(UroToday.com) Dr. Alison Birtle gave a talk on the ever-changing treatment paradigm of advanced prostate cancer (Figure 1). Metastatic castrate-resistant prostate cancer (mCRPC) is a lethal disease with huge heterogeneity. The same patient can have coexistence of androgen receptor-dependent and independent tumor cells. The sequencing of therapies is even more important given the use of upfront docetaxel and androgen receptor-targeted therapies (ARTA).
Figure 1 – Evolving era of prostate cancer treatment
In the TRITON2 study (Figure 2), mCRPC patients with deleterious somatic or germline alteration in DNA damage repair genes, with evidence for disease progression on AR-directed therapy for prostate cancer and one prior taxane-based chemotherapy for CRPC were assessed. Patients were given rucaparib, and the objective response rate and prostate-specific antigen (PSA) response rate were assessed. Figure 3 demonstrates the best change from baseline in PSA in rucaparib-treated patients with a BRCA 1 and BRCA 2 alteration (n=96).
Figure 2 – TRITON 2 study:
Figure 3 – Best change from baseline in PSA in rucaparib-treated patients with a BRCA 1 and BRCA 2 alteration (n=96):
Next, Dr. Birtle presented the GALAHAD Trial phase 2 mCRPC biallelic DNA repair defects pre-specified study (Figure 3).
Figure 3 – Galahad trial:
The interim analyses presented at ESMO 2019 showed a significant response for bi-allelic DNA repair defects with BRCA (figure 4).
Figure 4 – GALAHAD phase 2 trial interim results ESMO 2019:
Next, Dr. Birtle discussed the NEJM paper by de Bono J. et al1 (figure 5). This study showed significant benefit in mCRPC patients treated with olaparib in radiographic progression-free survival, time to pain progression, and interim overall survival (Figure 6).
Figure 5 – Olaparib in mCRPC patients’ study:
Figure 6 – Interim overall survival data in mCRPC olaparib treated patients:
Dr. Birtle moved on to discuss the TheraP (ANZUP 1603) study presented at ASCO 2020 by Dr. Michael Hofman, which was a randomized Phase 2 trial of lutetium-PSMA theranostic vs. Cabazitaxel in mCRPC patients progressing after docetaxel (Figure 7). Study endpoints included PSA response, PSA progression-free survival, and adverse events. Other endpoints included objective tumor response, pain response, radiographic progression-free survival, pain progression-free survival, overall progression-free survival, health-related quality of life, and overall survival.
Figure 7 – TheraP trial design:
This study demonstrated that Lu-PSMA was associated with a 29% absolute greater PSA response rate of more than 50% compared to cabazitaxel (figure 8).
The strengths of this study include the fact that this was the first randomized trial assessing Lu-PSMA. The study had an active and clinically relevant control arm. The authors used F-FDG, and Ga-PSMA PET/CT scans to select patients. Lastly, there was a large difference in the primary endpoint.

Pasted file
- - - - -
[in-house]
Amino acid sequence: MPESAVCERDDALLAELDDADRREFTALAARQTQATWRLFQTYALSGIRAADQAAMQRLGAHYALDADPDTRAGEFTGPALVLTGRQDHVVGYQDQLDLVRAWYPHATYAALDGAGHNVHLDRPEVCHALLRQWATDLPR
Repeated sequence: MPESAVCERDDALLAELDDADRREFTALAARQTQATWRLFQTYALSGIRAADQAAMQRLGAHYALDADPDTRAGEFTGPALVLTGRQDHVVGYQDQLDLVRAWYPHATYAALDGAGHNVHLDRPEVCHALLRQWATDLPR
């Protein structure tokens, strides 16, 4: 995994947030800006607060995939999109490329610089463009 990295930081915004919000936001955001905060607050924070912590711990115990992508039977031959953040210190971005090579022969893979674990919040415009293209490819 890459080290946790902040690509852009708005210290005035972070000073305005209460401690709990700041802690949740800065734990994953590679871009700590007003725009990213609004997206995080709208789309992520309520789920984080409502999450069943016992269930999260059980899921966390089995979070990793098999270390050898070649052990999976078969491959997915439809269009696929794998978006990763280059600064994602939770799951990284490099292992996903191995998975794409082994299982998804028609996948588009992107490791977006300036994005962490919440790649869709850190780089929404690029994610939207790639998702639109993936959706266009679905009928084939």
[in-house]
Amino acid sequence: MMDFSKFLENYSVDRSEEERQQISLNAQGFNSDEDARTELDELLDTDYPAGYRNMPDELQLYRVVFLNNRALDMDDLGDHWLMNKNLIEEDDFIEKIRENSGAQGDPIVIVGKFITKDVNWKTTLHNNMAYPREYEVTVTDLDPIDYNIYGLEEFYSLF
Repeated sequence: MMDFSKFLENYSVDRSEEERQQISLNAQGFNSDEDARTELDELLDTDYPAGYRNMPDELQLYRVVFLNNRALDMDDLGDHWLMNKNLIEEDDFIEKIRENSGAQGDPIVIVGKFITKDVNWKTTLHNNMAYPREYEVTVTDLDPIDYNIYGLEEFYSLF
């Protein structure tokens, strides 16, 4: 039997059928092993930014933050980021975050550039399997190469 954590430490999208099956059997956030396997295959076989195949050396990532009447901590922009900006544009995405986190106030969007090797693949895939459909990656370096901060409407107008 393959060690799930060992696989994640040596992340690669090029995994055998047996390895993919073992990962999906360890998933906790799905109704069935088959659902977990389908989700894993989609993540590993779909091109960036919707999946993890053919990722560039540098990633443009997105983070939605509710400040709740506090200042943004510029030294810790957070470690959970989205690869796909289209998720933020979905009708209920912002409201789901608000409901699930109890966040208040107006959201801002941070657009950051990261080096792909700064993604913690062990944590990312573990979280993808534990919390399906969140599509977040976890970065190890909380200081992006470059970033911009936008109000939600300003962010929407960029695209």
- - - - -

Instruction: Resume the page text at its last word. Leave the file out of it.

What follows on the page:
The limitations of this study include the fact that we need to wait for further follow up for results of other key secondary endpoints, including radiographic progression-free survival, quality of life, progression-free survival, and overall survival. Moreover, this was not a blinded study.
Importantly, the adverse events associated with Lu-PSMA were lower when compared to those associated with cabazitaxel. This was true for both grade 1 & 2 adverse events and grade 3 & 4 adverse events.
Figure 8 – TheraP trial primary endpoint (PSA >=50% response):
Dr. Birtle moved on and provided some summary points and key take-home messages. Although Lu-PSMA led to a far superior PSA response rate compared to cabazitaxel, this is still not a practice-changing study, as PSA 50 is not a true surrogate for overall survival. However, these data do support increased enthusiasm for the promise of Lu-PSMA. Researchers eagerly await the results of the VISION study comparing the standard of care plus Lu-PSMA vs. SOC only.
Next, Dr. Birtle discussed the KEYNOTE 199 study assessing pembrolizumab plus enzalutamide for enzalutamide- resistant mCRPC (Figure 9). The study demonstrated the added benefit of pembrolizumab to enzalutamide after enzalutamide resistance. The results showed an objective response rate of 12%. Overall survival was not reached, and the incidents of all grade three rash resolved with standard of care treatment.
Figure 9 -KEYNOTE 199 study:
Lastly, Dr. Birtle discussed the recently published CARD study2 (figure 10), demonstrating a clear benefit to cabazitaxel in imaging-based progression-free survival (Figure 11), and overall survival (figure 12).
Figure 11 – The CARD study:
Figure 12– CARD study imaging-based progression-free survival:
Dr. Birtle concluded her talk stating that we are getting close to an ideal treatment sequence, and precision medicine is here to stay.
Presented by: Alison Birtle, MB, BS, MRCP, FRCR, MD, Lancashire Teaching Hospitals, NHS, United Kingdom
Written by: Hanan Goldberg, MD, MSc., Urology Department, SUNY Upstate Medical University, Syracuse, NY, USA, @GoldbergHanan at the 35th Annual EAU Congress, 2020 Virtual Program #EAU20, July 17-19, 2020.
1. de Bono J, Mateo J, Fizazi K, et al. Olaparib for Metastatic Castration-Resistant Prostate Cancer. New England Journal of Medicine 2020; 382(22): 2091-102.
2. de Wit R, de Bono J, Sternberg CN, et al. Cabazitaxel versus Abiraterone or Enzalutamide in Metastatic Prostate Cancer. New England Journal of Medicine 2019; 381(26): 2506-18.